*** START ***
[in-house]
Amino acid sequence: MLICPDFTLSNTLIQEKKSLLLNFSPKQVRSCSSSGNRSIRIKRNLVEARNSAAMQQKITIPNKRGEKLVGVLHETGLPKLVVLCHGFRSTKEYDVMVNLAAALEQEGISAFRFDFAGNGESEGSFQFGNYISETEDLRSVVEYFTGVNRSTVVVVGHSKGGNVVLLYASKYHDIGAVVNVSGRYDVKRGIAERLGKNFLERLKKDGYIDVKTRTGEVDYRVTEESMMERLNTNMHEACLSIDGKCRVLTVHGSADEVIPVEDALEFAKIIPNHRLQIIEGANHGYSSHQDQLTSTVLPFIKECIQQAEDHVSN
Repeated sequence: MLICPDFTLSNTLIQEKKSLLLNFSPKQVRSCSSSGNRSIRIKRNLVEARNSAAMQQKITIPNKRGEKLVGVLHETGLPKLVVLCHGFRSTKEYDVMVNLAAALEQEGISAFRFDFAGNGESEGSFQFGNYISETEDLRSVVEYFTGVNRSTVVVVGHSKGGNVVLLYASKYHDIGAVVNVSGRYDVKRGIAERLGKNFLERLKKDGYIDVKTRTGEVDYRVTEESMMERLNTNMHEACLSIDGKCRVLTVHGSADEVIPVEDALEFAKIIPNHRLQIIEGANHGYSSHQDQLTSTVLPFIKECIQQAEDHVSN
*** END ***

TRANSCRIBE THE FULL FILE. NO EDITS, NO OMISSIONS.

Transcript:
[in-house]
Amino acid sequence: MLICPDFTLSNTLIQEKKSLLLNFSPKQVRSCSSSGNRSIRIKRNLVEARNSAAMQQKITIPNKRGEKLVGVLHETGLPKLVVLCHGFRSTKEYDVMVNLAAALEQEGISAFRFDFAGNGESEGSFQFGNYISETEDLRSVVEYFTGVNRSTVVVVGHSKGGNVVLLYASKYHDIGAVVNVSGRYDVKRGIAERLGKNFLERLKKDGYIDVKTRTGEVDYRVTEESMMERLNTNMHEACLSIDGKCRVLTVHGSADEVIPVEDALEFAKIIPNHRLQIIEGANHGYSSHQDQLTSTVLPFIKECIQQAEDHVSN
Repeated sequence: MLICPDFTLSNTLIQEKKSLLLNFSPKQVRSCSSSGNRSIRIKRNLVEARNSAAMQQKITIPNKRGEKLVGVLHETGLPKLVVLCHGFRSTKEYDVMVNLAAALEQEGISAFRFDFAGNGESEGSFQFGNYISETEDLRSVVEYFTGVNRSTVVVVGHSKGGNVVLLYASKYHDIGAVVNVSGRYDVKRGIAERLGKNFLERLKKDGYIDVKTRTGEVDYRVTEESMMERLNTNMHEACLSIDGKCRVLTVHGSADEVIPVEDALEFAKIIPNHRLQIIEGANHGYSSHQDQLTSTVLPFIKECIQQAEDHVSN